Google: A Friday Get Together in the Shadow of Dorian

September 7, 2019

When I worked in Sillycon Valley, Friday was a big deal. I am not sure why. Once or twice a month, I would trek to some local joint and hang out with others who worked at our whiz bang technology and cyber data company. In general, the mood was upbeat. We were making money. We did not have vulture capitals roosting on our shiny vehicles. We were not responding to US government mandated document collection tasks.

If the information in Mr. Jeff Bezos’s Washington Post is correct, the Googlers must have concluded that Dorian was pummeling them with rain, high winds, and untethered plastic pool floats. The story is titled “Google Receives Demand for Documents from Justice Dept., Acknowledging Federal Antitrust Scrutiny.” (I was able to read it after wading through the begging-for-dollars pop ups. Really, Mr. Bezos?)

I noted this statement, which may or may not be affected by someone who is breathing the fumes from the Bezos bulldozer idling in front of the Washington Post’s headquarters.

the Justice Department has requested records related to its prior antitrust investigations, marking the tech giant’s first major acknowledgment that it’s a subject of a federal competition probe. The civil-investigative demand — acknowledged in a securities filing and a blog post — comes weeks after Justice Department officials said they would open a broad review of big tech, including search.

Records requests are interesting. On the surface, the request is simple: Gather up the information from “past investigations.” On the other hand, fast-moving, high-tech companies are not really into archiving. Sure, there are document management systems, files on Google Drive, data tucked into USB sticks, paper stored in file cabinets (although some Googlers may not be familiar with actual records management conventions), and maybe –– just maybe — data in a Google social media system.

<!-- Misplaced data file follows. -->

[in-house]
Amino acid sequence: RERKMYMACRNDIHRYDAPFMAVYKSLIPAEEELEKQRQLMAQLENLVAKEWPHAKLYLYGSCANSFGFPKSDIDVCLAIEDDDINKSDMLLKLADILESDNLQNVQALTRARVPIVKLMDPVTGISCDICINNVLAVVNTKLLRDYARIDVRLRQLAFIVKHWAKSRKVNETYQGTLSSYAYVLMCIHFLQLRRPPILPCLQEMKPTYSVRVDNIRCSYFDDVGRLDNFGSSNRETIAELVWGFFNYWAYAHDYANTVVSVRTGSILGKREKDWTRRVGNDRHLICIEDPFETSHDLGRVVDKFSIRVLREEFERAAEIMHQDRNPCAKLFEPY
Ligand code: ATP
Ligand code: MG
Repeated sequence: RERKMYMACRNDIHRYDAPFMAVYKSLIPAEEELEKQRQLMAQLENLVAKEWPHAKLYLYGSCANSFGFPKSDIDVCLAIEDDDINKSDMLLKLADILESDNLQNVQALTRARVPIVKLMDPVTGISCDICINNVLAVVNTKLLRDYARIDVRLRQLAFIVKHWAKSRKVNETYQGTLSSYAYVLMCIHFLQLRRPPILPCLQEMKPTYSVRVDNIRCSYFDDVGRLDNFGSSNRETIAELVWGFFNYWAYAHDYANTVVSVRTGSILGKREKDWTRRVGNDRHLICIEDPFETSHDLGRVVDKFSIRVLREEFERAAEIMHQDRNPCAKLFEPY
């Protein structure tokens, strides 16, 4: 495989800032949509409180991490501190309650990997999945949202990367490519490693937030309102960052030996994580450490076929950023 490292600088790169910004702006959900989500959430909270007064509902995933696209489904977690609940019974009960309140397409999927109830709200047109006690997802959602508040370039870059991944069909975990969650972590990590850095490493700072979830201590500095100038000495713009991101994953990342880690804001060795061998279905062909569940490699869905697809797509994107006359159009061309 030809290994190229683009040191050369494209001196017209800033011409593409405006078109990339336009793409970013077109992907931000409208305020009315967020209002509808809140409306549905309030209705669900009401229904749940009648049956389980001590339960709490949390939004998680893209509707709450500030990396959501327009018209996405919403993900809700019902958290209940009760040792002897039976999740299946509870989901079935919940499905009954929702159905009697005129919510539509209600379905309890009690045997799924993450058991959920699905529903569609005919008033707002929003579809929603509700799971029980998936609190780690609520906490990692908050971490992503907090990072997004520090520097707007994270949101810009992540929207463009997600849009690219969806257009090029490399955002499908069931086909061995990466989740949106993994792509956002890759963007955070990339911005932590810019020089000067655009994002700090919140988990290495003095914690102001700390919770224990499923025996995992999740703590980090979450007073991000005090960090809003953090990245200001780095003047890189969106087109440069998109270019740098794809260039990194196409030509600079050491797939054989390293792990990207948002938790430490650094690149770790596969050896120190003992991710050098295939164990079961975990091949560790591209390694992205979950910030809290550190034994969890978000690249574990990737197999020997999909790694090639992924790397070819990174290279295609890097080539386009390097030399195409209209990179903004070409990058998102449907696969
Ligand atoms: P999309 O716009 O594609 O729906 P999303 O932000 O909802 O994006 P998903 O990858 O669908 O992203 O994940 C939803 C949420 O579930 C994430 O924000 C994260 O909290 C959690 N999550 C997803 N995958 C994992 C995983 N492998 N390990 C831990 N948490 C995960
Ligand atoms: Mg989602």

The unknown, as I understand the document landscape, is to comply with this simple government request.

But — and there is often a but — associated with a simple government request. The content Google provides will be compared with information that the investigators, lawyers, and analysts have.

Anomalies are, in general, not desirable. For example, if the government document reviewers have a document NOT in the Google collection delivered in compliance with the request, an int4eresting question can be raised:

Why did you Google not provide the same information you delivered in the prior antitrust matters? (Translation: We have info in our files from our previous look at you and you a leaving stuff out.)

Now let’s assume that there is information in the government’s file (usually maintained in accordance with assorted guidelines and regulations about US government document retention). Here’s the question:

Why did you provide a document pertinent to a prior antitrust matter that you previously did NOT provide? (Translation: The trove of documents you Google have just delivered includes information we have not seen before. Why?)

You can generate quite a string of questions from this type of matching exercise. Neither question trigger unencumbered joy of pre-demand Friday staff get togethers. (Did you know that Google owns the Sports Page in Mountain View?)

Worth monitoring for two reasons:

  1. Is Google’s record keeping up to snuff?
  2. Are the data provided congruent with what the lawyers, analysts, and investigators have in their files both paper and digital?

A digital Dorian in Mountain View?

Stephen E Arnold, September 7, 2019

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